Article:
11.26.2009

Huichol Indian Prayer Bowl

Huichol Indian Prayer Beaded Prayer Bowl: gourd, glass beads, and beeswax

When I think of a symbol for the concept of giving thanks, I always see a bowl. This year while perusing the Portland Bead Society's Bead Bazaar, my husband and I came across these amazing Huichol Indian prayer bowls that took me by surprise. Right away I was saying to my husband, "which one do you want to take home with you." My husband is difficult to shop for so when something hits me like this bowl I know it is a rare and magical opportunity.

The prayer bowls are made by a Huichol Indian who lives in the Sierra Madre Occidental mountains in the state of Nayarit located in central Mexico. Karen Fura at Cosas Bonitas Oregon uses fair trade principles to import the art of the Huichol Indians and help create sustainable incomes for artists and their families.

The Huichol Indian artist uses tiny seed beads size 14 (smaller then most beaded Huichol art which uses size 11) and applies them to a beeswax coating on the inside of a hollowed out gourd bottom. By using super small beads, Huichol artists create intricate patterns and symbols depicting their deeply held religious beliefs.

Cosas Bonitas Oregon offers bowls with stylized deer, maize, and eagles, but my husband was drawn to the colors and pattern in this piece, which represent a cluster of peyote buttons.


Beaded peyote pattern, Huichol Indian Prayer Bowl (detail)

Peyote is one of the Huichol deities that descended from the sun god, and is used as offerings in prayer bowls. Sometimes peyote cactus is used in rituals where they are contacting the spirits of their ancestors through singing and weeping. Looking closely at the pattern of a peyote button you can see how the artist creates an illusion of three dimensions by using varying gradations of blue beads around the edge of the design. It is such a subtle technique that creates a mystical affect.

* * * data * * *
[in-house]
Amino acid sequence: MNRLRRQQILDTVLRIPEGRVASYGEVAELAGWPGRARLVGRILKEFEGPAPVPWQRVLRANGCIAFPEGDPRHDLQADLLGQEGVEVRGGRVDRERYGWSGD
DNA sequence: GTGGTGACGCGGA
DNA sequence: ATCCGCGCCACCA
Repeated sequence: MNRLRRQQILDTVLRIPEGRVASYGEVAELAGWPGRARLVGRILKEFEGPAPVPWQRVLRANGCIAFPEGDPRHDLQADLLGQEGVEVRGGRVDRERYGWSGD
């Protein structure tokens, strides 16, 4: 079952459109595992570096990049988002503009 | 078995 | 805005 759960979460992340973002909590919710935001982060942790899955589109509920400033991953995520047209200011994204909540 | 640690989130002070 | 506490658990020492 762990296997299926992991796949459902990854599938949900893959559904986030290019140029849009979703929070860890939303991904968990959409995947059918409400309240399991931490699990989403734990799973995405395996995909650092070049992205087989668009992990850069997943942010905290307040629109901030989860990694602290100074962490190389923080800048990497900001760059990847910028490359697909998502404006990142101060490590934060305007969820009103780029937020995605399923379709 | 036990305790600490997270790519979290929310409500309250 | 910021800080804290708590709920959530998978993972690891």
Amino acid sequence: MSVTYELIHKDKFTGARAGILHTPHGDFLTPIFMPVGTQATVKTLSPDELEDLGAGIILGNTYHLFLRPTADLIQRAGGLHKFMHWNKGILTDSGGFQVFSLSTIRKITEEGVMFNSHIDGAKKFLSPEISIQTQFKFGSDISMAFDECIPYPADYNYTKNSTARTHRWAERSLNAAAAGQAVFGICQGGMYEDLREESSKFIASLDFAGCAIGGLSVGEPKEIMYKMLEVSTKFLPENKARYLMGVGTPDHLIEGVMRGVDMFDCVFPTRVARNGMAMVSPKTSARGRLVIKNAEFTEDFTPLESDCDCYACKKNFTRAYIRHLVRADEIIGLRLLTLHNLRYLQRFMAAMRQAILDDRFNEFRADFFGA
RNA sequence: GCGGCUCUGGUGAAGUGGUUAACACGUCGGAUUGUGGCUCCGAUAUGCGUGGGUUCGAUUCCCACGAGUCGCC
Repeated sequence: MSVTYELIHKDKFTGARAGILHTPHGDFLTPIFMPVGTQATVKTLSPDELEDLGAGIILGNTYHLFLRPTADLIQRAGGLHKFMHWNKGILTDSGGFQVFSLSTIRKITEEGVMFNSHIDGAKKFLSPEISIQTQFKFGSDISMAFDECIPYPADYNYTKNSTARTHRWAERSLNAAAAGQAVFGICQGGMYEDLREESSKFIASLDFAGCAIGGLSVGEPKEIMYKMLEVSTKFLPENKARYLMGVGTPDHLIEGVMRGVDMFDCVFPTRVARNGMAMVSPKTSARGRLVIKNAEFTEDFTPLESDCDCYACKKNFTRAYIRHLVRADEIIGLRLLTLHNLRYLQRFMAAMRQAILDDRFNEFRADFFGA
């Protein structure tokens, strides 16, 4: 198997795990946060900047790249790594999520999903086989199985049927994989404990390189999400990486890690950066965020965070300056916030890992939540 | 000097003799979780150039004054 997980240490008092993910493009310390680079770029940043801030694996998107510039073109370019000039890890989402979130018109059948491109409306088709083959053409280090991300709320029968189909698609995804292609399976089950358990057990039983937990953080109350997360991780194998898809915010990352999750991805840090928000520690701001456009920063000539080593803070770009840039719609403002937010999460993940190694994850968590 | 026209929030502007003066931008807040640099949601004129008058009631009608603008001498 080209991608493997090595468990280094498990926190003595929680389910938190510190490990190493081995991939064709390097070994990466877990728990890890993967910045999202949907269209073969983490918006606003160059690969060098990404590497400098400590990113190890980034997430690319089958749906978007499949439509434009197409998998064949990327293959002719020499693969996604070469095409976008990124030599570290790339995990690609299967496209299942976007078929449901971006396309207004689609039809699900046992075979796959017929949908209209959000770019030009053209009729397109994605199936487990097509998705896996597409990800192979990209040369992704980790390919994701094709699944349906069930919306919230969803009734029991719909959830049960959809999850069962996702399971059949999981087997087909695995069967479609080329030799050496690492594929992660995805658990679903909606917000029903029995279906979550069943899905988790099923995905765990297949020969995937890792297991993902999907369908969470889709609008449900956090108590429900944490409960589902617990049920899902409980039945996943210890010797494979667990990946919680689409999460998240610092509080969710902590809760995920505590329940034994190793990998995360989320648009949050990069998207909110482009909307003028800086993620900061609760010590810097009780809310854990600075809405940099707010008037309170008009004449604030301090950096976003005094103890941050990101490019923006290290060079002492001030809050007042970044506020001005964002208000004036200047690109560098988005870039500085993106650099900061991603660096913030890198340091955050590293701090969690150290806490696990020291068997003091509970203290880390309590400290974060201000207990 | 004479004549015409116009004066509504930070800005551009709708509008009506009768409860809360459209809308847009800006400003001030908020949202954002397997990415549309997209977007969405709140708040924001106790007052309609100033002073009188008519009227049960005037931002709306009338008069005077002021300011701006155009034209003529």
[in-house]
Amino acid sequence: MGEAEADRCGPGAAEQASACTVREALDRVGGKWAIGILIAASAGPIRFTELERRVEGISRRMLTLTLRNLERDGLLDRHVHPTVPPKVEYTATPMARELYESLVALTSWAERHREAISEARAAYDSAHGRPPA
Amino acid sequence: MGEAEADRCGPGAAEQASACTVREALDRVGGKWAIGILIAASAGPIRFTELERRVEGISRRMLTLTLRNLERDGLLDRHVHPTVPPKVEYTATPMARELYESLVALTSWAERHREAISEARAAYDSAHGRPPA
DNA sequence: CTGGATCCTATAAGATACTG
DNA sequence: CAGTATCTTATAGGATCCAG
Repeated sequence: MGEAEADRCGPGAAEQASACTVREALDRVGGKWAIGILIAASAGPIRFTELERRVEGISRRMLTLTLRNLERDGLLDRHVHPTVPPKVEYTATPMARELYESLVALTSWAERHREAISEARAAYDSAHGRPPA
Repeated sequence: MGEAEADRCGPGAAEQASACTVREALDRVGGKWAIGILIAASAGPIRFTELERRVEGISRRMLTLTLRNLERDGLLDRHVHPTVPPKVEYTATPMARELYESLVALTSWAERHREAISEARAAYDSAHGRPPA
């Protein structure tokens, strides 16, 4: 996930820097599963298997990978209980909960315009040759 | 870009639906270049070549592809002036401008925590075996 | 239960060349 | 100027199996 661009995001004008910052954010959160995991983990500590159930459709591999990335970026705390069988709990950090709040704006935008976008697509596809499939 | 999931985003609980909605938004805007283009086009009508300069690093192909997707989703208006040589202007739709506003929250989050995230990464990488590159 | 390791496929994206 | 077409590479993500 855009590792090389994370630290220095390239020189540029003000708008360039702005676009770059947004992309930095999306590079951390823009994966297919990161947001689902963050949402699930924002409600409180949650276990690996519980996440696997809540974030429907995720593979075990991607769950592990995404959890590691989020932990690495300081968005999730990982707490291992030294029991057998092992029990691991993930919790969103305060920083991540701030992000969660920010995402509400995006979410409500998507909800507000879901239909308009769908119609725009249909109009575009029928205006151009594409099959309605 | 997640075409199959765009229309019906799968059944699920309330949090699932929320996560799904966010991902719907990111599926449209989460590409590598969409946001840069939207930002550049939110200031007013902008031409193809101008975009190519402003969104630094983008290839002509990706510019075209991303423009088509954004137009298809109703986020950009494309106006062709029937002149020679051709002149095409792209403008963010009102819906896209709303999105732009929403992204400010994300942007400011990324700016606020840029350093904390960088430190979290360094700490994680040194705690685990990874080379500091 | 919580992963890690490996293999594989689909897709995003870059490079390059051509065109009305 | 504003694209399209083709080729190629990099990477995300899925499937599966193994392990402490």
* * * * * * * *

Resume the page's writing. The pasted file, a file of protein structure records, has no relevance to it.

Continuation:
I enjoy holding this bowl in my hands. It is so light and yet powerfully colorful all at the same time. The symbols for peyote remind me of reading Carlos Castaneda's The Teachings of Don Juan: A Yaqui Way of Knowledge where the author recounts his purported training to become a shaman. Whether The Teachings of Don Juan are fiction or non-fiction is of no importance to me, for I deeply enjoyed Castaneda's amazing story of a teacher and student coming together for moments of learning.

My favorite part of The Teachings of Don Juan describe a moment when Carlos Castaneda is asked to find a spot on the porch where he can sit and feel "naturally happy and strong." Each person has their own happy spot and can only find it alone and in their own way. Don Juan doesn't give instructions on how to do it, what to look for, tips and tricks, or anything that you might find in traditional Western teaching. Don Juan poses a riddle and leaves Castaneda to the task of sorting it out for himself. I LOVE THIS TEACHING METHOD!!! This is how I would have wanted to teach all my art classes, because it is real learning that is coming from the inside out, building an internal confidence that is unshakable. It is true and acknowledges the primal essence that we all possess.